To help me with this portrait, I must, as an amateur artist, introduce contrast to the centre of interest in the accepted manner. In the late 1920s and early 1930s, I was privileged to be a very junior member of the small group of designers working personally with Sir Henry Royce at his secluded house in West Wittering and alone with him at his villa in the South of France. Here is vivid contrast of brain application, yet with remarkable similarity of personality. Whereas Sir Henry Royce concentrated mainly on perfecting known mechanisms, continually striving to create the best possible in detail and function, Dr. Griffith continually worked on new ground laying down the broad main lines of advanced ideas and leaving the detail design to me. Both Sir Henry Royce and Dr. Griffith sought seclusion and carefully avoided publicity and acclaim, both had a happy sense of humour and a "Puckish" wit. Sir Henry Royce took a keen interest in music and pictorial art, practising water colour painting in his rnoments of relaxation. Dr. Griffith most emphatically was not in the least interested in art, and music was never a topic of our conversation. Both personalities were devoid of sentimentality but, although childless, Sir Henry Royce was always happy in the company of children who might accompany his visitors.

For most of his years with Rolls-Royce, Dr. Griffith lived in Derby and could only make week-end or short visits to his family who lived in Farnborough, they nevertheless held a very warm place in his heart. Our office was always free of pictures or pictorial calendars, but a special place had to be selected on the wall for an original and amusing little sketch, drawn and sent to him by his younger daughter. This sketch remained in front of him until his retirement. His son is following, scientifically, in his father's footsteps.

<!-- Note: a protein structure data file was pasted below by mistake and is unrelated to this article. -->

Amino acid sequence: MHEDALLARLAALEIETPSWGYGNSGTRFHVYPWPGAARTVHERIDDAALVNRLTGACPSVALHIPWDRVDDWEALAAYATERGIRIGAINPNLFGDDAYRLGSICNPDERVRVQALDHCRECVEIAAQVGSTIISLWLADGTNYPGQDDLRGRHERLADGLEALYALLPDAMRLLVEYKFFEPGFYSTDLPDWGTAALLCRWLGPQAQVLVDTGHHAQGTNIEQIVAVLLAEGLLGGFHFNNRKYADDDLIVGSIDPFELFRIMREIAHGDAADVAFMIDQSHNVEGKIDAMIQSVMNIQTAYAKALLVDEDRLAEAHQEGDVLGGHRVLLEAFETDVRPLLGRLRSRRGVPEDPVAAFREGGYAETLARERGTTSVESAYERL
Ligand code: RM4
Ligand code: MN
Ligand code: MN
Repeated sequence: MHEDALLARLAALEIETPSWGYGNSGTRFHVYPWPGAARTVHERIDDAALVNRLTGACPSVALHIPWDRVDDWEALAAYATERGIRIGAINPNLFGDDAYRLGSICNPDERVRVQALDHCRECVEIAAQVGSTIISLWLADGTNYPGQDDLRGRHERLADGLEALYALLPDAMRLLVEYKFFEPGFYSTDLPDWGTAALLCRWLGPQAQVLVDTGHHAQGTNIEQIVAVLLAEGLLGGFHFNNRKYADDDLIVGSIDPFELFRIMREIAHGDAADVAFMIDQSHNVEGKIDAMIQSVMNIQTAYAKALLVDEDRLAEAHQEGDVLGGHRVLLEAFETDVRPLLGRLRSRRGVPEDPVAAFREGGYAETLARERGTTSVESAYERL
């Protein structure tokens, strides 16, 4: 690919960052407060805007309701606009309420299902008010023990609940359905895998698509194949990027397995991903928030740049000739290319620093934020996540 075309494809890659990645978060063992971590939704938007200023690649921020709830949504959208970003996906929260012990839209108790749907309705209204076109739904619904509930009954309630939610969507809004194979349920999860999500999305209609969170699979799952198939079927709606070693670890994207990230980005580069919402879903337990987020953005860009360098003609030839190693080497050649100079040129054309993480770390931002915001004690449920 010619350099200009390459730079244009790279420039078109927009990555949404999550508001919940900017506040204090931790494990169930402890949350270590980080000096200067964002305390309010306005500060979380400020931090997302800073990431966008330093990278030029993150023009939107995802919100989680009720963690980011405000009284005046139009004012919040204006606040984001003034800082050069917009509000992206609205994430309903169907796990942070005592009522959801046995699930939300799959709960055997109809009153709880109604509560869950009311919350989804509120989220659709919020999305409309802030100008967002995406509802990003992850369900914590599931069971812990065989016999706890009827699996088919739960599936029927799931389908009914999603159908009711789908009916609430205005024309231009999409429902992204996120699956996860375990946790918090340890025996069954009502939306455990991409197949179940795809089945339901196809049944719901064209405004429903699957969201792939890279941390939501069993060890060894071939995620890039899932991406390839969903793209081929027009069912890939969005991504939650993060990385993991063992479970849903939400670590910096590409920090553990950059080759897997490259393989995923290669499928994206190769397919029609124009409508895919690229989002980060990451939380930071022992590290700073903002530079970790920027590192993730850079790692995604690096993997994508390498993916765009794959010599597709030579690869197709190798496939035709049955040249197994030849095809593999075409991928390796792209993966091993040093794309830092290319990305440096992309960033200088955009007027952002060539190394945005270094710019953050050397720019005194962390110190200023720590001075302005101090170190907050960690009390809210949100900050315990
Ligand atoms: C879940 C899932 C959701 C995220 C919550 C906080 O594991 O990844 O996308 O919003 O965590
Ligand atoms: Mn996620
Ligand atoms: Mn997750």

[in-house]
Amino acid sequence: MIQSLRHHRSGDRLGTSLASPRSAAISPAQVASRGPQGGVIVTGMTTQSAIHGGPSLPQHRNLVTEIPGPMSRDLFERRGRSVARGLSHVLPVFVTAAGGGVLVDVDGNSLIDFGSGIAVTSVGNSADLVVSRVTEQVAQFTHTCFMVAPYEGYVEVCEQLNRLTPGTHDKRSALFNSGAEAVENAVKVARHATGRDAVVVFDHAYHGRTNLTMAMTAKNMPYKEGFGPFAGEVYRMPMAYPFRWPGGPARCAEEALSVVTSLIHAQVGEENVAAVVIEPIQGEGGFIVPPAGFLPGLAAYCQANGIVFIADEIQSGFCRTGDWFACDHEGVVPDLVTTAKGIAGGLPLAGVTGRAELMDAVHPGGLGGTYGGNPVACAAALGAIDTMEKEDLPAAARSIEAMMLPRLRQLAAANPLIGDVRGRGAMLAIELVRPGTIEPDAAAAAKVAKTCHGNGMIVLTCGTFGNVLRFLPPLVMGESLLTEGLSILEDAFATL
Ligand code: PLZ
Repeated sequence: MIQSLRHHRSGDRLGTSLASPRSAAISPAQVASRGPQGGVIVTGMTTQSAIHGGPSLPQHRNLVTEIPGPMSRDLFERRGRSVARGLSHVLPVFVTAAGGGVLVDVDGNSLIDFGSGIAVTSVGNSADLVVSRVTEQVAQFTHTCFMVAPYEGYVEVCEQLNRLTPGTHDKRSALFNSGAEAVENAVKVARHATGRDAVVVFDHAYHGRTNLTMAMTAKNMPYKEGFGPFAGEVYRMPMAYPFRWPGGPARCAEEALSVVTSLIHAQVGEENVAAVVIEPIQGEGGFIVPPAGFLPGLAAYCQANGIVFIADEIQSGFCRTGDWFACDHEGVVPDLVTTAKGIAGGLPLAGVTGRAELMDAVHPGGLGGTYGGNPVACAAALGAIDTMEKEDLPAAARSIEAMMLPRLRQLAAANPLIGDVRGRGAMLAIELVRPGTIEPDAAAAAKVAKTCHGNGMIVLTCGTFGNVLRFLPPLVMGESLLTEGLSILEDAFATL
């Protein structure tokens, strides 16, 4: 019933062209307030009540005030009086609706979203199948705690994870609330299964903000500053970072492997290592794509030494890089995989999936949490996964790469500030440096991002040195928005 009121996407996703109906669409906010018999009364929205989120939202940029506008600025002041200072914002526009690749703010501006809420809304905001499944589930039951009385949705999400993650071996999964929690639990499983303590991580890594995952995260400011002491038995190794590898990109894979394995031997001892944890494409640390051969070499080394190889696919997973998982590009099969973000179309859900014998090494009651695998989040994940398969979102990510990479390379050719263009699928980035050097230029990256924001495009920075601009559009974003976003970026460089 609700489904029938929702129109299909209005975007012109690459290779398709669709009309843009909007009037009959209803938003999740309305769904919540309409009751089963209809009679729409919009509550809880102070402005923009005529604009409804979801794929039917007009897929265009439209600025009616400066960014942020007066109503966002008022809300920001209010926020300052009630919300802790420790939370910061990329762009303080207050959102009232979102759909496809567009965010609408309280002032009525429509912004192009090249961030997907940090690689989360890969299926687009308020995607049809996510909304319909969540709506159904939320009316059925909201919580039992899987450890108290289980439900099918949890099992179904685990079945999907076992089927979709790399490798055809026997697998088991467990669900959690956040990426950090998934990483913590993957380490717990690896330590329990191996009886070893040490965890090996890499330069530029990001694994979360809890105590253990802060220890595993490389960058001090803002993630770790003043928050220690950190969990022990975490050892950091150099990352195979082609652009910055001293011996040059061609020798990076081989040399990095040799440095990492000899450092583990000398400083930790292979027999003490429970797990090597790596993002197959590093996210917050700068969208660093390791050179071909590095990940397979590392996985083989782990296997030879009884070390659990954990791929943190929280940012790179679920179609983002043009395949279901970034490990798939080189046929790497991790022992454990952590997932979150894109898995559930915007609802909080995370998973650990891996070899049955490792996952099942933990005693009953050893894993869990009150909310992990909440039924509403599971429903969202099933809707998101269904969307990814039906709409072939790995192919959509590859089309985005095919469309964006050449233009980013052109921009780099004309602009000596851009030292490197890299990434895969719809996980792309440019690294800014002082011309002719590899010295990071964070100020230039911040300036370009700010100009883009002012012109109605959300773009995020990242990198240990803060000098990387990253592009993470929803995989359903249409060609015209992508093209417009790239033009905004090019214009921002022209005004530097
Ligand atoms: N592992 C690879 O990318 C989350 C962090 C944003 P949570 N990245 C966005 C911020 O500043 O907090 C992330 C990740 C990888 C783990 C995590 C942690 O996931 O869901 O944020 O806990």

It may here, be of interest to recall that the aeronautical weekly, Flight (December 21, 1956), published an article on aeronautical fiction of the nineteenth century. They reproduced the imaginative futuristic illustrations of the flying machines created by the author for one book, described by H. G. Wells as an "aeronautic masterpiece". The illustrations depicted strange looking aeroplanes having, in addition to wings and forward thrusting propellers, several vertical shafts driving lifting airscrews. The a uthor was George Griffith, Dr. A. A. Griffith's father.